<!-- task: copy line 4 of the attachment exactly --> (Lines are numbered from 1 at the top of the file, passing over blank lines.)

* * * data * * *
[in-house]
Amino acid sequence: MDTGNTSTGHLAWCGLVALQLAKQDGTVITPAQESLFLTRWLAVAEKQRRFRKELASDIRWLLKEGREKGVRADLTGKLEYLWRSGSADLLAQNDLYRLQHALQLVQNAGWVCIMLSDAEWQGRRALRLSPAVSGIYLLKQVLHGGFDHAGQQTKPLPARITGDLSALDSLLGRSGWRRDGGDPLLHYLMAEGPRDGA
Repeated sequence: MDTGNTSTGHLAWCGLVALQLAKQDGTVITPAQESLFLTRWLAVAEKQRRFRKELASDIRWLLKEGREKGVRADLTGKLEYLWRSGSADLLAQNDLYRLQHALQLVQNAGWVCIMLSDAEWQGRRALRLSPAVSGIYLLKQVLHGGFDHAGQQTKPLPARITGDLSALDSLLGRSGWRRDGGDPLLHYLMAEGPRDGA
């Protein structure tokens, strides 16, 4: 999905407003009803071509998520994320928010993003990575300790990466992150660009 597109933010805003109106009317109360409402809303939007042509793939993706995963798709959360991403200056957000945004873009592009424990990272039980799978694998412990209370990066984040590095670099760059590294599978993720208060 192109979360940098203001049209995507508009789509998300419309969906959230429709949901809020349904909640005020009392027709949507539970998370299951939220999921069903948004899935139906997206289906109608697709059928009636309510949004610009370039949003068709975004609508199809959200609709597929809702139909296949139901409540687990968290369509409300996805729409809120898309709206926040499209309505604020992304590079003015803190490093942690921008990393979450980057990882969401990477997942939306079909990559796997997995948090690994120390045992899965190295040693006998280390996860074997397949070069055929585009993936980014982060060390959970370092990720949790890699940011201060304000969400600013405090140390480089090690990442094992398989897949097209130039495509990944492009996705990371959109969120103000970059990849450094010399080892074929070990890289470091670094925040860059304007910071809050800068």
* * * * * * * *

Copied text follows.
């Protein structure tokens, strides 16, 4: 999905407003009803071509998520994320928010993003990575300790990466992150660009 597109933010805003109106009317109360409402809303939007042509793939993706995963798709959360991403200056957000945004873009592009424990990272039980799978694998412990209370990066984040590095670099760059590294599978993720208060 192109979360940098203001049209995507508009789509998300419309969906959230429709949901809020349904909640005020009392027709949507539970998370299951939220999921069903948004899935139906997206289906109608697709059928009636309510949004610009370039949003068709975004609508199809959200609709597929809702139909296949139901409540687990968290369509409300996805729409809120898309709206926040499209309505604020992304590079003015803190490093942690921008990393979450980057990882969401990477997942939306079909990559796997997995948090690994120390045992899965190295040693006998280390996860074997397949070069055929585009993936980014982060060390959970370092990720949790890699940011201060304000969400600013405090140390480089090690990442094992398989897949097209130039495509990944492009996705990371959109969120103000970059990849450094010399080892074929070990890289470091670094925040860059304007910071809050800068």